DENVER — A federal jury has ruled against a Colorado couple who claimed that a marijuana-growing operation hurt the value of their property in a case that was closely watched by the U.S. cannabis industry.
Jurors reached their verdict in Denver after deliberating for about a half day, The Colorado Sunreported Wednesday.
It was the first time a jury considered a lawsuit using federal anti-racketeering law to target a marijuana company.
“A loss in this case would have meant the loss of his business,” Matthew Buck, the lawyer for operation’s owner, Parker Walton, told The Sun.
The marijuana industry has followed the case since 2015, when attorneys with a Washington, D.C., firm first filed their complaint on behalf of Hope and Michael Reilly over Walton’s operation in the rural southern Colorado town of Rye.
Vulnerability to similar lawsuits is among the many risks facing marijuana operations licensed by states but still violating federal law. Lawsuits using the same strategy have been filed in California, Massachusetts and Oregon.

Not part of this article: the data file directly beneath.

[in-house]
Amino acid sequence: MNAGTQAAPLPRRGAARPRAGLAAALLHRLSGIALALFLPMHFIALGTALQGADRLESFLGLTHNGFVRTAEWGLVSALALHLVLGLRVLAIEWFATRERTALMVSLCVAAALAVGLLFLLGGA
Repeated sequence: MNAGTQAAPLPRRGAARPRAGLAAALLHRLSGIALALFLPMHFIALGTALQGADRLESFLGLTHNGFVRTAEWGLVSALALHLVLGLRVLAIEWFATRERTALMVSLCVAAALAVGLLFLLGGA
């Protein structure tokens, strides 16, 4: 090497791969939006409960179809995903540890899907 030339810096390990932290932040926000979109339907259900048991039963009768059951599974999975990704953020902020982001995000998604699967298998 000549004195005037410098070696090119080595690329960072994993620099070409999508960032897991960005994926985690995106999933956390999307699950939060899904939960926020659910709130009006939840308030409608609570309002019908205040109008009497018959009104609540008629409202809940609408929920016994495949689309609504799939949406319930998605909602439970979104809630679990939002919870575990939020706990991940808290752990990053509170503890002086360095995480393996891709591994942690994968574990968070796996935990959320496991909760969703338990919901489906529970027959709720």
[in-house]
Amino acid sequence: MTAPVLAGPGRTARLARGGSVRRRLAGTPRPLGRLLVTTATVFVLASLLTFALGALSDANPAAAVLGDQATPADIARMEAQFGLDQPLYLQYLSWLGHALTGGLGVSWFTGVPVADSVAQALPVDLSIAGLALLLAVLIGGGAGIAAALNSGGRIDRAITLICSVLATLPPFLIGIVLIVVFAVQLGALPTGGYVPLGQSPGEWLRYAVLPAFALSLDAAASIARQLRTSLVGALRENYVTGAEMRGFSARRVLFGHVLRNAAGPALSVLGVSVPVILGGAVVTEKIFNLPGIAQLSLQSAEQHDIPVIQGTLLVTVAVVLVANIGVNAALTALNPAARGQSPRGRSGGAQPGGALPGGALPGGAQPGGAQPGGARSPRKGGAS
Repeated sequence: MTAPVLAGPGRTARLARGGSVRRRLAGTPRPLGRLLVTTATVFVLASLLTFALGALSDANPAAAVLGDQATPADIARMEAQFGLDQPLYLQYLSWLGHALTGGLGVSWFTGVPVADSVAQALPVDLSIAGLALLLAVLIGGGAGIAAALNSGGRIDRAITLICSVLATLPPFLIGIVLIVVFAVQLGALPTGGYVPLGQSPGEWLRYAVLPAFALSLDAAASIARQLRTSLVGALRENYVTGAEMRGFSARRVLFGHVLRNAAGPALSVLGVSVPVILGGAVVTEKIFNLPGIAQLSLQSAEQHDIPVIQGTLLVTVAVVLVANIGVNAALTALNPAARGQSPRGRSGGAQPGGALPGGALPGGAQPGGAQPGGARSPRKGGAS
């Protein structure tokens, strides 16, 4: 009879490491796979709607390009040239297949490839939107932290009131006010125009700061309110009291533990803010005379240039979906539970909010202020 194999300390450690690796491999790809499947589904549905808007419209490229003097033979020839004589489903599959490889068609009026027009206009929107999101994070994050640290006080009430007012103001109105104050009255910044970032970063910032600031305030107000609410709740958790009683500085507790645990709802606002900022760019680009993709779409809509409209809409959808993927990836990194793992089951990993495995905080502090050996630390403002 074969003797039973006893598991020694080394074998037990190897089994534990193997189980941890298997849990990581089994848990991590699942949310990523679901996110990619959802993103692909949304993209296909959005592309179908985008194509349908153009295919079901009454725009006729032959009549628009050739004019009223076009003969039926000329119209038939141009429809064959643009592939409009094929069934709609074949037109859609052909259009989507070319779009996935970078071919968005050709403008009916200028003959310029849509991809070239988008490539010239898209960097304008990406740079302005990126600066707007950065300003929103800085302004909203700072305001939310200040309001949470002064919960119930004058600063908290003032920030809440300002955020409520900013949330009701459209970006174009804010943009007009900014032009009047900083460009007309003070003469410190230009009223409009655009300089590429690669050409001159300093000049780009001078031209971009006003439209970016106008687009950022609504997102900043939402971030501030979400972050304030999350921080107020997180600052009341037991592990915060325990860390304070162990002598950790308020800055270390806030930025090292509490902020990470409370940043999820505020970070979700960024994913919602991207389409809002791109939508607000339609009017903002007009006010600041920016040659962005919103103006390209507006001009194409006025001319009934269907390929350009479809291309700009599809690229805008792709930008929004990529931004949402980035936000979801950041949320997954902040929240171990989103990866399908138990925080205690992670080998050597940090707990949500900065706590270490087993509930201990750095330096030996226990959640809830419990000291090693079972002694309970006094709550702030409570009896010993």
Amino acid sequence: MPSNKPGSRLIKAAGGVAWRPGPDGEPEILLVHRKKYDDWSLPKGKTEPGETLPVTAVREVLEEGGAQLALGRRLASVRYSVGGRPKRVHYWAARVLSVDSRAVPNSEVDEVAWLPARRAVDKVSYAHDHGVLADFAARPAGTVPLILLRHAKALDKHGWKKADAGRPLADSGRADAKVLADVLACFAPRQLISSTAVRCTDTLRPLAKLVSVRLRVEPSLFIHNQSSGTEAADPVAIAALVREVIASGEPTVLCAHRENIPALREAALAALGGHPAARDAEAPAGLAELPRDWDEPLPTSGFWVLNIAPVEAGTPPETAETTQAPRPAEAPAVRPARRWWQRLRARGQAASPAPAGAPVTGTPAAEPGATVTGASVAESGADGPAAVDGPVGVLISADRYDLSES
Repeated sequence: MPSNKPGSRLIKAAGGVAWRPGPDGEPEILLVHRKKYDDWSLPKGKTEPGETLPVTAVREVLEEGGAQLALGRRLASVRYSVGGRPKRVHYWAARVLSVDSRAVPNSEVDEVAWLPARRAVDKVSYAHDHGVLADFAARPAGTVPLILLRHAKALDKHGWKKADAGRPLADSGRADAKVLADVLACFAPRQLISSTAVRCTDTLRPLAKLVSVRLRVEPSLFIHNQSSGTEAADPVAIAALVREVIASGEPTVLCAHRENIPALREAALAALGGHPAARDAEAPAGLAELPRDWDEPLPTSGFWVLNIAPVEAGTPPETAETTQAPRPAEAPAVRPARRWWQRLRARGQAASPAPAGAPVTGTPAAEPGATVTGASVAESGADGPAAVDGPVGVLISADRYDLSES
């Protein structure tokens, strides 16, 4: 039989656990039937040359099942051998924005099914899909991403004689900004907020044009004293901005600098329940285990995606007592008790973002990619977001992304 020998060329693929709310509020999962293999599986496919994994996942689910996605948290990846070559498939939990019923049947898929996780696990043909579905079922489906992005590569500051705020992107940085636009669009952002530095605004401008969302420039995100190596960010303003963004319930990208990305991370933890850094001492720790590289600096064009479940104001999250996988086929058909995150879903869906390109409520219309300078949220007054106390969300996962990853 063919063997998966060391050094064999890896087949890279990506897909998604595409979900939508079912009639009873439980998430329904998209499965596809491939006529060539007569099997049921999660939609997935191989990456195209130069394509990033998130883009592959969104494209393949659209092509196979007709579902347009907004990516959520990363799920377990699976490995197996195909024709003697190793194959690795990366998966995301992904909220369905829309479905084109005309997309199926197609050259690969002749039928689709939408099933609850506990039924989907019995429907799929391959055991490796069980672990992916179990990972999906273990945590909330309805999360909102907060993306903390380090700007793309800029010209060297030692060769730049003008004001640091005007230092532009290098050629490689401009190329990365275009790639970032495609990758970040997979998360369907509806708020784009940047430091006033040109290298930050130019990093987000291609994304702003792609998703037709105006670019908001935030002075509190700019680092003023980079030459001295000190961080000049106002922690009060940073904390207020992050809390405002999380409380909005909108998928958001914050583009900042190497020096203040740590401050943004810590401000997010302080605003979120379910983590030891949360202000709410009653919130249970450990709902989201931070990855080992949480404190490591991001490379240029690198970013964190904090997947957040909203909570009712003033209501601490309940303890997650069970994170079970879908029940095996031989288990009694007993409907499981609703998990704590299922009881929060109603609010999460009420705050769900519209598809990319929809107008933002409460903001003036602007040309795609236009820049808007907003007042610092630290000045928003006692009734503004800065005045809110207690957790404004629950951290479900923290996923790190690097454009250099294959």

One of the Reillys’ lawyers, Brian Barnes, said the couple bought their land for its views of Pikes Peak, built a house there and hike and ride horses on the property.
But they claimed “pungent, foul odors” from a neighboring indoor marijuana-growing operation have hurt the property’s value and the couple’s ability to use and enjoy it.
Congress created the Racketeer Influenced and Corrupt Organizations Act to target the Mafia in the 1970s, allowing prosecutors to argue leaders of a criminal enterprise should pay a price along with lower-level defendants.